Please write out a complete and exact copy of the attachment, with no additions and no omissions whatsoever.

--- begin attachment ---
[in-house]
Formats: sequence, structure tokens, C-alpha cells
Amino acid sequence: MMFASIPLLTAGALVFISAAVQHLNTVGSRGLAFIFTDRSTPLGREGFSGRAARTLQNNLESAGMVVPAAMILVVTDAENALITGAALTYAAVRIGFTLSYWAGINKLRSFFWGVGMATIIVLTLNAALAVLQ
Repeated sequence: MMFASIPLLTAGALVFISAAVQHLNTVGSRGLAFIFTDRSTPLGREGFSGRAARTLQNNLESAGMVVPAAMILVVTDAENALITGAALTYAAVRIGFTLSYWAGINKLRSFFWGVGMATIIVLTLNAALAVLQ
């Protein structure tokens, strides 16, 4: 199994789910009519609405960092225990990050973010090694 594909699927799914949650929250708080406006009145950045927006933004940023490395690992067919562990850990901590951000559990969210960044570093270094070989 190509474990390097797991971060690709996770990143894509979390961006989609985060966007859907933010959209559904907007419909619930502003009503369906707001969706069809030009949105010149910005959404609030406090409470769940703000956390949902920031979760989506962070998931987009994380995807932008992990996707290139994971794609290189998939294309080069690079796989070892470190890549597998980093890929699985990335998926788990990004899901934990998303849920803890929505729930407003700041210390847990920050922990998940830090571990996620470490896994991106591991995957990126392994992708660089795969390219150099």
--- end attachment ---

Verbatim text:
[in-house]
Formats: sequence, structure tokens, C-alpha cells
Amino acid sequence: MMFASIPLLTAGALVFISAAVQHLNTVGSRGLAFIFTDRSTPLGREGFSGRAARTLQNNLESAGMVVPAAMILVVTDAENALITGAALTYAAVRIGFTLSYWAGINKLRSFFWGVGMATIIVLTLNAALAVLQ
Repeated sequence: MMFASIPLLTAGALVFISAAVQHLNTVGSRGLAFIFTDRSTPLGREGFSGRAARTLQNNLESAGMVVPAAMILVVTDAENALITGAALTYAAVRIGFTLSYWAGINKLRSFFWGVGMATIIVLTLNAALAVLQ
């Protein structure tokens, strides 16, 4: 199994789910009519609405960092225990990050973010090694 594909699927799914949650929250708080406006009145950045927006933004940023490395690992067919562990850990901590951000559990969210960044570093270094070989 190509474990390097797991971060690709996770990143894509979390961006989609985060966007859907933010959209559904907007419909619930502003009503369906707001969706069809030009949105010149910005959404609030406090409470769940703000956390949902920031979760989506962070998931987009994380995807932008992990996707290139994971794609290189998939294309080069690079796989070892470190890549597998980093890929699985990335998926788990990004899901934990998303849920803890929505729930407003700041210390847990920050922990998940830090571990996620470490896994991106591991995957990126392994992708660089795969390219150099």